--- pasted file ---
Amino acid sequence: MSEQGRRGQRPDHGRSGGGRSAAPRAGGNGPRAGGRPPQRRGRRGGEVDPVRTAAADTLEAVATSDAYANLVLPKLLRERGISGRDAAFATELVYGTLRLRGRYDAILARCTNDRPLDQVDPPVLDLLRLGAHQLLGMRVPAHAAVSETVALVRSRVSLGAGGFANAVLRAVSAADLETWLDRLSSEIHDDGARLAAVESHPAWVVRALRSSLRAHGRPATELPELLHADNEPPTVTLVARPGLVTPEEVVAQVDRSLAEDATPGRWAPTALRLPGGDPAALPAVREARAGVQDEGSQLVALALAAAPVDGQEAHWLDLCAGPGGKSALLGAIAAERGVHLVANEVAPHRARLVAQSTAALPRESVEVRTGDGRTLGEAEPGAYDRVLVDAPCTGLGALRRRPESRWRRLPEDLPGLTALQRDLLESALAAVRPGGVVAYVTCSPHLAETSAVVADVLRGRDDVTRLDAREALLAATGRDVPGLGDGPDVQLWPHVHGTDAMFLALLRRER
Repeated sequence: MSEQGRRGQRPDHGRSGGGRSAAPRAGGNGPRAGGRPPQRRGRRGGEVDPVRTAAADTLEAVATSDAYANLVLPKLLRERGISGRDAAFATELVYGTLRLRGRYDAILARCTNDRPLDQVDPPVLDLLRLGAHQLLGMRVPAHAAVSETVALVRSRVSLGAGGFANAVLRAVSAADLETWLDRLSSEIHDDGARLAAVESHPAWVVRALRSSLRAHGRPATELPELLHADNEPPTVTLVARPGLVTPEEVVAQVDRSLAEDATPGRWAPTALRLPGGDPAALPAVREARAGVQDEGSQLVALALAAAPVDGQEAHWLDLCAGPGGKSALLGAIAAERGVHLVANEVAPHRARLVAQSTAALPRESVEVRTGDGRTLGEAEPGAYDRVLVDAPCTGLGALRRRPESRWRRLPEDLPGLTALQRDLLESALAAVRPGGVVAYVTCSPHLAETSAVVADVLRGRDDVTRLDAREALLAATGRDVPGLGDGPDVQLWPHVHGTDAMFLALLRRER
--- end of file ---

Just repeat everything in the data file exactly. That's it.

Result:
Amino acid sequence: MSEQGRRGQRPDHGRSGGGRSAAPRAGGNGPRAGGRPPQRRGRRGGEVDPVRTAAADTLEAVATSDAYANLVLPKLLRERGISGRDAAFATELVYGTLRLRGRYDAILARCTNDRPLDQVDPPVLDLLRLGAHQLLGMRVPAHAAVSETVALVRSRVSLGAGGFANAVLRAVSAADLETWLDRLSSEIHDDGARLAAVESHPAWVVRALRSSLRAHGRPATELPELLHADNEPPTVTLVARPGLVTPEEVVAQVDRSLAEDATPGRWAPTALRLPGGDPAALPAVREARAGVQDEGSQLVALALAAAPVDGQEAHWLDLCAGPGGKSALLGAIAAERGVHLVANEVAPHRARLVAQSTAALPRESVEVRTGDGRTLGEAEPGAYDRVLVDAPCTGLGALRRRPESRWRRLPEDLPGLTALQRDLLESALAAVRPGGVVAYVTCSPHLAETSAVVADVLRGRDDVTRLDAREALLAATGRDVPGLGDGPDVQLWPHVHGTDAMFLALLRRER
Repeated sequence: MSEQGRRGQRPDHGRSGGGRSAAPRAGGNGPRAGGRPPQRRGRRGGEVDPVRTAAADTLEAVATSDAYANLVLPKLLRERGISGRDAAFATELVYGTLRLRGRYDAILARCTNDRPLDQVDPPVLDLLRLGAHQLLGMRVPAHAAVSETVALVRSRVSLGAGGFANAVLRAVSAADLETWLDRLSSEIHDDGARLAAVESHPAWVVRALRSSLRAHGRPATELPELLHADNEPPTVTLVARPGLVTPEEVVAQVDRSLAEDATPGRWAPTALRLPGGDPAALPAVREARAGVQDEGSQLVALALAAAPVDGQEAHWLDLCAGPGGKSALLGAIAAERGVHLVANEVAPHRARLVAQSTAALPRESVEVRTGDGRTLGEAEPGAYDRVLVDAPCTGLGALRRRPESRWRRLPEDLPGLTALQRDLLESALAAVRPGGVVAYVTCSPHLAETSAVVADVLRGRDDVTRLDAREALLAATGRDVPGLGDGPDVQLWPHVHGTDAMFLALLRRER